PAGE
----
Wednesday, September 30, 2020

All the Questions Should be About Recusal

Joseph Fishkin

There is obviously something to be said for the proposition that Democratic Senators should not dignify this Supreme Court nomination process with their participation. This would help point out to the American people that this process is irregular: that this is not normal Supreme Court politics, but a brazen (and wildly hypocritical) power grab by a party afraid that the election currently underway might result in their defeat. And there would seem to be little to lose, given that (A) the nominee will studiously avoid saying anything about substantive legal matters, and (B) the entire Republican caucus has already effectively lined up behind a vote to confirm (save two Senators who seem to have claimed two of McConnell’s three available free passes to vote no). Consistent with the no-participation strategy, some Democratic Senators are announcing they are refusing to meet with nominee Amy Coney Barrett. (This move mirrors Republicans’ then-unprecedented blockade of the advice and consent process for Merrick Garland for a year in 2016–17.) But there is a problem with refusing to participate when you are in the minority: The hearings will go on anyway, and the media will rightly consider them newsworthy, which means they will be a one-sided infomercial. Thus, Democratic Senators actually do need to be there and ask questions. Those questions have to be directed at Judge Coney Barrett, not their Republican colleagues, even though it is those colleagues’ conduct that is really the main issue.

So how to proceed? I’m just one outside observer, but it seems to me that the answer is pretty simple. All the questions should be about recusal. The central line of questioning is something like this: The President argues that he does not trust the results of the election currently underway, and will not leave office unless “the Supreme Court” decides he has lost. He has said repeatedly that he wants his handpicked choice for the Supreme Court—you—confirmed before November 3rd in order to decide disputes about the election currently underway. We are not privy to anything he has said to you, or asked of you, or anything you said back to him, about these matters. Thus, we have no way to tell precisely how far the President has gone. But in the eyes of regular Americans and observers all around the world, based on the President’s public statements alone, he has made clear that he is violating deep norms of constitutional democracy by trying to stack the Court with partisans who will support his attempts to undermine the election and, at least if the result is close, decide the election in his favor. I hope that is not who you are. You have exactly one opportunity to prove it: you can make an ironclad pledge today that you will absolutely recuse yourself from any cases arising out of the election that is currently underway. If you can make such a pledge, you will show Americans that you are not a partisan hack there to help President Trump attempt to steal the election. You will do your part to show Americans that our constitutional democracy is still functioning. If you cannot make this pledge, you will show just the opposite, and the circumstances of your appointment during this election will follow you for your entire life as a Justice. No fine words, just a pledge to recuse, or not.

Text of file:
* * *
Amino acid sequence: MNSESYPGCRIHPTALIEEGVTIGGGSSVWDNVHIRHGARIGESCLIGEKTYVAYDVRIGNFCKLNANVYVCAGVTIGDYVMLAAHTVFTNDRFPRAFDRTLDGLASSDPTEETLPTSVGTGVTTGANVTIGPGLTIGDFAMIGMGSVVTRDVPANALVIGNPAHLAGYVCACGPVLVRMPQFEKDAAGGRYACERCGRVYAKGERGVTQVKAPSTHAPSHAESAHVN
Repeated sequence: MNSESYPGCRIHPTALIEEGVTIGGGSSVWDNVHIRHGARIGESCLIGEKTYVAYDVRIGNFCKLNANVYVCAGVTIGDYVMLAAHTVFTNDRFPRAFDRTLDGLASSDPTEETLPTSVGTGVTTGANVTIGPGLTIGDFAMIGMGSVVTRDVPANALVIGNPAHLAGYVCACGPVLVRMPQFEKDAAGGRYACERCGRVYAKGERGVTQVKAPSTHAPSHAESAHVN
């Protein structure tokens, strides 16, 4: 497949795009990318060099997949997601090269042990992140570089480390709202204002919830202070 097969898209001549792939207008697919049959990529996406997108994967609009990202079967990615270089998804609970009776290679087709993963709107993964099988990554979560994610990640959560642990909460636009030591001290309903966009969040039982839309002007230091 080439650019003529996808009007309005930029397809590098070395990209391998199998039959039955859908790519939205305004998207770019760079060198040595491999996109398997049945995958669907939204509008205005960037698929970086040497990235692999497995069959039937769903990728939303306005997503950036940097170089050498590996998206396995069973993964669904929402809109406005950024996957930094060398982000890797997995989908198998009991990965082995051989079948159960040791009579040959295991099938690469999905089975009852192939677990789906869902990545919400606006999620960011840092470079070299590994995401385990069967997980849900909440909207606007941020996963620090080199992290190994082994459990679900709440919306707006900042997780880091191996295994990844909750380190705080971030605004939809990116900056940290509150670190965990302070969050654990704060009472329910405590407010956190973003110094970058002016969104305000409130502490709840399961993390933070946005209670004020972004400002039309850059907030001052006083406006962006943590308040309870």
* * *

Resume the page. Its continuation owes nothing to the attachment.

Asking about recusal is not asking about how a judge would decide a future case. It is not asking a “hypothetical.” It is asking for a promise now, which needs to be made now, because Americans are voting now in this election and need to hear this now, one way or the other. They need to hear not only because they are voting in the presidential race but also, more importantly, because her pledge to recuse or refusal to do so should shape how voters understand any Senator’s vote to confirm. There is essentially no way to avoid the question, because the question is, “are you going to avoid this question, or are you going to make the pledge to recuse?”

Republican Senators such as Lindsay Graham and Ted Cruz are already lining up to say Judge Coney Barrett should not pledge to recuse. I find this quite disturbing, since it suggests that it is not only President Trump who wants to urgently tilt the Court for purposes of tilting the election, but also some of the Republican Senators. However, Coney Barrett is the nominee now. She is no longer really beholden to any of these people. They will confirm her either way. If she wants to prove her independence, and her faithfulness to basic canons of judicial conduct and constitutional democracy, she should agree to recuse. Either way, that should be the entire focus of Democratic questioning. That will better serve the American people, who are the only audience for this televised “deliberation,” than asking about her views on any other legal matter.

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